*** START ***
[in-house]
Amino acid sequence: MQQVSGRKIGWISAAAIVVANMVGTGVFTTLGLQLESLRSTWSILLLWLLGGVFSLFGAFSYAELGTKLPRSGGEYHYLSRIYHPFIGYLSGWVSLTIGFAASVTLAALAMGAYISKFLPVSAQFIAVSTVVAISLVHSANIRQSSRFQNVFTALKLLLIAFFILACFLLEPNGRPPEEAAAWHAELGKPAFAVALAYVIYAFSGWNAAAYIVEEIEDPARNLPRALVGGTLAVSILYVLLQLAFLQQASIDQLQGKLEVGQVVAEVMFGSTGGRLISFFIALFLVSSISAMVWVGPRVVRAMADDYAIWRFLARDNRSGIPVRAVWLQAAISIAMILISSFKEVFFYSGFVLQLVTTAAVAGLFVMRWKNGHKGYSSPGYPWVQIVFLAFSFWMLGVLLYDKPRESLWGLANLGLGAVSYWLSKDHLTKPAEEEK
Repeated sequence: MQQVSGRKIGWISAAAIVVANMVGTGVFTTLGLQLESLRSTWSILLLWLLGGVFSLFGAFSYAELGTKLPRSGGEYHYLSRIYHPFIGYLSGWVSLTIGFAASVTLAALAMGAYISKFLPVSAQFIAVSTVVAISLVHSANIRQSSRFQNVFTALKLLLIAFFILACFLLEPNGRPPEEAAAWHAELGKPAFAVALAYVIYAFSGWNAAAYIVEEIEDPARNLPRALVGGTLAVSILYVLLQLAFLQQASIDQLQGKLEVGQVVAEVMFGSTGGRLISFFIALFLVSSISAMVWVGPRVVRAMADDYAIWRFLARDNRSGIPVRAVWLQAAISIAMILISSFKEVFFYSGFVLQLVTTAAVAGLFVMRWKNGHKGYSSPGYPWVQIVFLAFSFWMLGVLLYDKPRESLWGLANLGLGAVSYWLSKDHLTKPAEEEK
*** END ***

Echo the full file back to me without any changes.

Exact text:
[in-house]
Amino acid sequence: MQQVSGRKIGWISAAAIVVANMVGTGVFTTLGLQLESLRSTWSILLLWLLGGVFSLFGAFSYAELGTKLPRSGGEYHYLSRIYHPFIGYLSGWVSLTIGFAASVTLAALAMGAYISKFLPVSAQFIAVSTVVAISLVHSANIRQSSRFQNVFTALKLLLIAFFILACFLLEPNGRPPEEAAAWHAELGKPAFAVALAYVIYAFSGWNAAAYIVEEIEDPARNLPRALVGGTLAVSILYVLLQLAFLQQASIDQLQGKLEVGQVVAEVMFGSTGGRLISFFIALFLVSSISAMVWVGPRVVRAMADDYAIWRFLARDNRSGIPVRAVWLQAAISIAMILISSFKEVFFYSGFVLQLVTTAAVAGLFVMRWKNGHKGYSSPGYPWVQIVFLAFSFWMLGVLLYDKPRESLWGLANLGLGAVSYWLSKDHLTKPAEEEK
Repeated sequence: MQQVSGRKIGWISAAAIVVANMVGTGVFTTLGLQLESLRSTWSILLLWLLGGVFSLFGAFSYAELGTKLPRSGGEYHYLSRIYHPFIGYLSGWVSLTIGFAASVTLAALAMGAYISKFLPVSAQFIAVSTVVAISLVHSANIRQSSRFQNVFTALKLLLIAFFILACFLLEPNGRPPEEAAAWHAELGKPAFAVALAYVIYAFSGWNAAAYIVEEIEDPARNLPRALVGGTLAVSILYVLLQLAFLQQASIDQLQGKLEVGQVVAEVMFGSTGGRLISFFIALFLVSSISAMVWVGPRVVRAMADDYAIWRFLARDNRSGIPVRAVWLQAAISIAMILISSFKEVFFYSGFVLQLVTTAAVAGLFVMRWKNGHKGYSSPGYPWVQIVFLAFSFWMLGVLLYDKPRESLWGLANLGLGAVSYWLSKDHLTKPAEEEK